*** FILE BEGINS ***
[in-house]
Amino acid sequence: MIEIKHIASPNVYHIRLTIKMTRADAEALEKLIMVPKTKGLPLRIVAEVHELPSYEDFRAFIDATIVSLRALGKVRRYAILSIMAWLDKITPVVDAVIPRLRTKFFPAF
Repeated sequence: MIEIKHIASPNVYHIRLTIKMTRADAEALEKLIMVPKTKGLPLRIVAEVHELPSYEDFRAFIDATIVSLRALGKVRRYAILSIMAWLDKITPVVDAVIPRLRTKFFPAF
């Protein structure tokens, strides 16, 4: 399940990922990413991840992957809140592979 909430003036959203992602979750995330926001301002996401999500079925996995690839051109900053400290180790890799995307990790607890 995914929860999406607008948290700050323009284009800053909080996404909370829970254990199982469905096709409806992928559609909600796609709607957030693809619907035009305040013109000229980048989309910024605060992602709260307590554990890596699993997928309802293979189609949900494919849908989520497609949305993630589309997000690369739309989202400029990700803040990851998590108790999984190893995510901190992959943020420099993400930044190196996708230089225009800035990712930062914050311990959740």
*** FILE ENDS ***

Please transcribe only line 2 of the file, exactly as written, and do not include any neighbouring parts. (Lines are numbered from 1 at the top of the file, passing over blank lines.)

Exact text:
Amino acid sequence: MIEIKHIASPNVYHIRLTIKMTRADAEALEKLIMVPKTKGLPLRIVAEVHELPSYEDFRAFIDATIVSLRALGKVRRYAILSIMAWLDKITPVVDAVIPRLRTKFFPAF